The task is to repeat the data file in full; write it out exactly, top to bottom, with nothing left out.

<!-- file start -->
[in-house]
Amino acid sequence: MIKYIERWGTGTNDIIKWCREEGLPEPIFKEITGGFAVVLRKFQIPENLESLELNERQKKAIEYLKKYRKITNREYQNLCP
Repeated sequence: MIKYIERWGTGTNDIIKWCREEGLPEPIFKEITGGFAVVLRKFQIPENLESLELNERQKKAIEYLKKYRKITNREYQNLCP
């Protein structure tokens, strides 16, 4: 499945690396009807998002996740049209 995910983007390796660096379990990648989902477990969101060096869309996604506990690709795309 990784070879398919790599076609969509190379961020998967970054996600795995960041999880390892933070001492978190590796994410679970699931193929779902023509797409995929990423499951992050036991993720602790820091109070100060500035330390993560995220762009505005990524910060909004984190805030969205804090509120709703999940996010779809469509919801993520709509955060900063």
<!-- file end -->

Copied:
[in-house]
Amino acid sequence: MIKYIERWGTGTNDIIKWCREEGLPEPIFKEITGGFAVVLRKFQIPENLESLELNERQKKAIEYLKKYRKITNREYQNLCP
Repeated sequence: MIKYIERWGTGTNDIIKWCREEGLPEPIFKEITGGFAVVLRKFQIPENLESLELNERQKKAIEYLKKYRKITNREYQNLCP
């Protein structure tokens, strides 16, 4: 499945690396009807998002996740049209 995910983007390796660096379990990648989902477990969101060096869309996604506990690709795309 990784070879398919790599076609969509190379961020998967970054996600795995960041999880390892933070001492978190590796994410679970699931193929779902023509797409995929990423499951992050036991993720602790820091109070100060500035330390993560995220762009505005990524910060909004984190805030969205804090509120709703999940996010779809469509919801993520709509955060900063």